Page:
Unlike the PS2 version of the game, The Bigs looks much better on the PSP, at least where player's faces are concerned. Thanks to the LCD screen of the PSP, the characters stand out, even though the character models don't particularly look larger than normal. That's unfortunate, since the action of the game is designed to turn these athletes into larger than life figures. While the heightened aspects of the ballparks stand out, the backgrounds suffer from some muddy textures. Perhaps one of the worst elements comes with the triggered turbo and Big play moments, which colors the screen a shade of red and blue respectively. It's not dramatic, nor does it wind up adding to the action on screen - it's just odd. Combine that with the continual slowdown that plagues the game, and the presentation of the game is hampered.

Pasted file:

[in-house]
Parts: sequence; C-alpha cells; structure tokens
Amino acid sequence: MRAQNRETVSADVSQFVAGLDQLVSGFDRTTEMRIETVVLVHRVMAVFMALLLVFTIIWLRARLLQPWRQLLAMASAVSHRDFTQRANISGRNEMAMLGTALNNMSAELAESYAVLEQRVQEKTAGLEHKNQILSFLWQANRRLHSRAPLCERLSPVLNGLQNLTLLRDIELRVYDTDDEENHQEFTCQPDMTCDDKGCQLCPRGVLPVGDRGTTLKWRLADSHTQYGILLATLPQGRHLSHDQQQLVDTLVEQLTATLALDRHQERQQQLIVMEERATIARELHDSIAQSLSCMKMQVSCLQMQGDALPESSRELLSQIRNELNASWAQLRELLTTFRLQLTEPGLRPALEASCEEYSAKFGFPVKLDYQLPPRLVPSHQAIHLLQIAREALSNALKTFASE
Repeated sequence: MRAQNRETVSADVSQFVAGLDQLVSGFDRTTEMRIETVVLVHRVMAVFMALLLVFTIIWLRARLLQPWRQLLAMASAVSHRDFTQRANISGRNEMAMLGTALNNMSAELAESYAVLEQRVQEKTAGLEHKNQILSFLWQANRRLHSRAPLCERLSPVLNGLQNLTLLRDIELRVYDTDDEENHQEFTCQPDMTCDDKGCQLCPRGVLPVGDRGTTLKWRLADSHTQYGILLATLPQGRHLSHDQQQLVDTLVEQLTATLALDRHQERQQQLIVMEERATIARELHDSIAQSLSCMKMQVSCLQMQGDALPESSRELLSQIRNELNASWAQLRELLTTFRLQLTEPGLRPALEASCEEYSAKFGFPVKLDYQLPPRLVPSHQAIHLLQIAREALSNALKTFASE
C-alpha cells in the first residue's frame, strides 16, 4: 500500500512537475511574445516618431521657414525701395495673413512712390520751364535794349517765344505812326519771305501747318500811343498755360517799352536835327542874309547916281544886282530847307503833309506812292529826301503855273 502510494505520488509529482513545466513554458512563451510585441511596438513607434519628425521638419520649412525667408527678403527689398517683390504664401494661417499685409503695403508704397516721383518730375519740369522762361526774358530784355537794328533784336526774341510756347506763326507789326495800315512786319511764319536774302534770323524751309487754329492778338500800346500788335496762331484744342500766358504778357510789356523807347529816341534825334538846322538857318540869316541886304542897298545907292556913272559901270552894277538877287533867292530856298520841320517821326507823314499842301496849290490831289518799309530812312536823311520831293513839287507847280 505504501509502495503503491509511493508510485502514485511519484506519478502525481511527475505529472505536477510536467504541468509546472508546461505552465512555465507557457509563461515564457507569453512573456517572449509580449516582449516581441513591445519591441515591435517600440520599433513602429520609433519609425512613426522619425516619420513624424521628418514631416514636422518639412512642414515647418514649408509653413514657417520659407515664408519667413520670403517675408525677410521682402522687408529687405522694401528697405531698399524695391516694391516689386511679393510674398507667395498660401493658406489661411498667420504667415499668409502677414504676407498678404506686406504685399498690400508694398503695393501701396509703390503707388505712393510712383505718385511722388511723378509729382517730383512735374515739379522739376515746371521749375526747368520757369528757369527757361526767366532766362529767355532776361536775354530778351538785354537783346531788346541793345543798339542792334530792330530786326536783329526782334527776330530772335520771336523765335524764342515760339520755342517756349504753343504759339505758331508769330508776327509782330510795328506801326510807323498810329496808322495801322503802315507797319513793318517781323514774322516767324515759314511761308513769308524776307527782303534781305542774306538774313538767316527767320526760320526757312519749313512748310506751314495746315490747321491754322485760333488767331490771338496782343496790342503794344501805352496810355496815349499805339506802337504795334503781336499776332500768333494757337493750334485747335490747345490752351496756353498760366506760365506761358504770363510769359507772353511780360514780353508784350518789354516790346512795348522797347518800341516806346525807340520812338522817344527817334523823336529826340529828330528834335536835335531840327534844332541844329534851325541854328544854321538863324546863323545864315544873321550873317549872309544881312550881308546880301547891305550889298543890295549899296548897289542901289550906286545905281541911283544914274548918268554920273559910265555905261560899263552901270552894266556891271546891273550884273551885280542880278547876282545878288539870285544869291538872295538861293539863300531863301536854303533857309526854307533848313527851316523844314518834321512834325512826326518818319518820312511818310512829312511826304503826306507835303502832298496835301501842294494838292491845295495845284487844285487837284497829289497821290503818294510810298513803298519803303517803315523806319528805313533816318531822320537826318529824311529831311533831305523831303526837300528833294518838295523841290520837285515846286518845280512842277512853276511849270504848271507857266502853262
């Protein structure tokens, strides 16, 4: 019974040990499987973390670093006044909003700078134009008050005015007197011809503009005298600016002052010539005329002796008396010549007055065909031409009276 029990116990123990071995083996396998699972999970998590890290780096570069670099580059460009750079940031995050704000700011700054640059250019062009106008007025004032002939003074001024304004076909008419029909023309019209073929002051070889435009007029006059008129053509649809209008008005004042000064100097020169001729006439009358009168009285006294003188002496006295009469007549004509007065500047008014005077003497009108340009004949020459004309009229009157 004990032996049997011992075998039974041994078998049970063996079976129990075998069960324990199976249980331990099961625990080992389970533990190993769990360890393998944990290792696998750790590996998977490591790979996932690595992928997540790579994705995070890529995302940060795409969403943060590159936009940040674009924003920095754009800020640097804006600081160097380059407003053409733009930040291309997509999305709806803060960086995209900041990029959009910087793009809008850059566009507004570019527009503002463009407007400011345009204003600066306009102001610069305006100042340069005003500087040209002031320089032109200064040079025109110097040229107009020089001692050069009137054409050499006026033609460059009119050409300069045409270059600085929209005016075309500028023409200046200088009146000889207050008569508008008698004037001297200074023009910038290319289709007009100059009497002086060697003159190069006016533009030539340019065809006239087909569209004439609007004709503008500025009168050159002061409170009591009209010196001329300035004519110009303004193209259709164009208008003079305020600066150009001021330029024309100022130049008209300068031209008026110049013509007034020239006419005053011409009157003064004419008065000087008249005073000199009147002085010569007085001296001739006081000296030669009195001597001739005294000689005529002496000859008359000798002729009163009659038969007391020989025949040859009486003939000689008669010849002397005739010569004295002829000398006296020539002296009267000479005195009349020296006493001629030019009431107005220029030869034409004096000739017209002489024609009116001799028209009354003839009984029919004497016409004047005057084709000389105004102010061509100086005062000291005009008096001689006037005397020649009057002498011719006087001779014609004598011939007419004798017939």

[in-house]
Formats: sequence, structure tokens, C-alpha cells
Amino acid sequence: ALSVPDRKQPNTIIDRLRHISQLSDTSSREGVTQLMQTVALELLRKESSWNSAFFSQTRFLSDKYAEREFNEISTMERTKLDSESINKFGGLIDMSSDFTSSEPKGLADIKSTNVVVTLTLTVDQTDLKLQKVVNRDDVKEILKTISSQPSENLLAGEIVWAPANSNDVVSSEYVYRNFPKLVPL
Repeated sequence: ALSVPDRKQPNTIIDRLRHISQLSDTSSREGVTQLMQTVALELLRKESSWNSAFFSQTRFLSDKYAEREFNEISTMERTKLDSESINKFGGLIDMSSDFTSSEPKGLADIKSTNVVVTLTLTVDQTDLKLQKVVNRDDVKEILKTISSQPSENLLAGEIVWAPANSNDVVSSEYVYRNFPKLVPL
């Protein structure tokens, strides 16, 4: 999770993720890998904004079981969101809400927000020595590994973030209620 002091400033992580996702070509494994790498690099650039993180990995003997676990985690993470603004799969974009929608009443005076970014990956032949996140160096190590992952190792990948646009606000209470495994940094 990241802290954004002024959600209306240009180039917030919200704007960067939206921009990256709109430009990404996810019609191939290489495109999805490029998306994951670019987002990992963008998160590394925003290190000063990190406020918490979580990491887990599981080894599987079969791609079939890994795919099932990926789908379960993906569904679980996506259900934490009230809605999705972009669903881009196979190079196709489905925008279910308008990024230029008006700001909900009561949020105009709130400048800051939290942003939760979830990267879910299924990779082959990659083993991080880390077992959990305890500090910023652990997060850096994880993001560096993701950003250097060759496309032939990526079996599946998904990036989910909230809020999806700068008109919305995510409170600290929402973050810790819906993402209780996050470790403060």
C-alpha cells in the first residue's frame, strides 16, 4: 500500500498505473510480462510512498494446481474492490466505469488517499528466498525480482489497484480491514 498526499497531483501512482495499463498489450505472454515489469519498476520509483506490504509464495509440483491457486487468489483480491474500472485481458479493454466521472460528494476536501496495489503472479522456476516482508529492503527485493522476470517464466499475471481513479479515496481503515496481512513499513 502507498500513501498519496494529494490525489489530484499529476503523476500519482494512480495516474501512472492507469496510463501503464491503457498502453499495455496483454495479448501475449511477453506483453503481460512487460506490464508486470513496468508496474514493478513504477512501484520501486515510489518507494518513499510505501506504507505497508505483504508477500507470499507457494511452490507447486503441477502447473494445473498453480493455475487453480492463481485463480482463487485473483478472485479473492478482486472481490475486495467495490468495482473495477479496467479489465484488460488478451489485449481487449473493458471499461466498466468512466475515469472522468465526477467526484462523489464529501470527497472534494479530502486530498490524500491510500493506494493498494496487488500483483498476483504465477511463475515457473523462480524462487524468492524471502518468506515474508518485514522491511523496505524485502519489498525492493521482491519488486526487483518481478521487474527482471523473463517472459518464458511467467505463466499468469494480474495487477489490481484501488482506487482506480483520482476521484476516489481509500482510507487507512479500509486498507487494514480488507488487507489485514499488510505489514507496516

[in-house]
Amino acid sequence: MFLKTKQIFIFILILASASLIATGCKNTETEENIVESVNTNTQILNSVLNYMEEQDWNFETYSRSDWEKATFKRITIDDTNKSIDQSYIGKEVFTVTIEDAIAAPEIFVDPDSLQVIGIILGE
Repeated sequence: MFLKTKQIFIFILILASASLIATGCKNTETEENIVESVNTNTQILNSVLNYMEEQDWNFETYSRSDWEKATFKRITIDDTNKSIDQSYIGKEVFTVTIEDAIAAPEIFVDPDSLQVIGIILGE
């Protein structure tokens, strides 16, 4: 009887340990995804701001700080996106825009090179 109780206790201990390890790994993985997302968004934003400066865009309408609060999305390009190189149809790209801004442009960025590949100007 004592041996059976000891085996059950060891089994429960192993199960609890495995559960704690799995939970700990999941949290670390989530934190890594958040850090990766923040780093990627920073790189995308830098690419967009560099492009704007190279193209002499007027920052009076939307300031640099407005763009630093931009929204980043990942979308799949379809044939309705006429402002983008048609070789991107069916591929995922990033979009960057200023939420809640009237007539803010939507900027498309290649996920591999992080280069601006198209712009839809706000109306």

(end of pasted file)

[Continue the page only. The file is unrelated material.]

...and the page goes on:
The game is still solid in the sound department, however. While Damon Bruce is the new guy on the block, he provides a decent job behind the mike, with a number of good comments. He still winds up repeating a number of lines and he may miss a call here and there, but for the most part, he is a worthy successor to Miller and Morgan. The wooshes of turbo-powered balls and the crack from bats sounds perfect, and the soundtrack is extremely solid. Personally, you can't go wrong with Ace of Spades from Motorhead, but having Stone Temple Pilots and Primus amongst some of the artists is a great touch as well.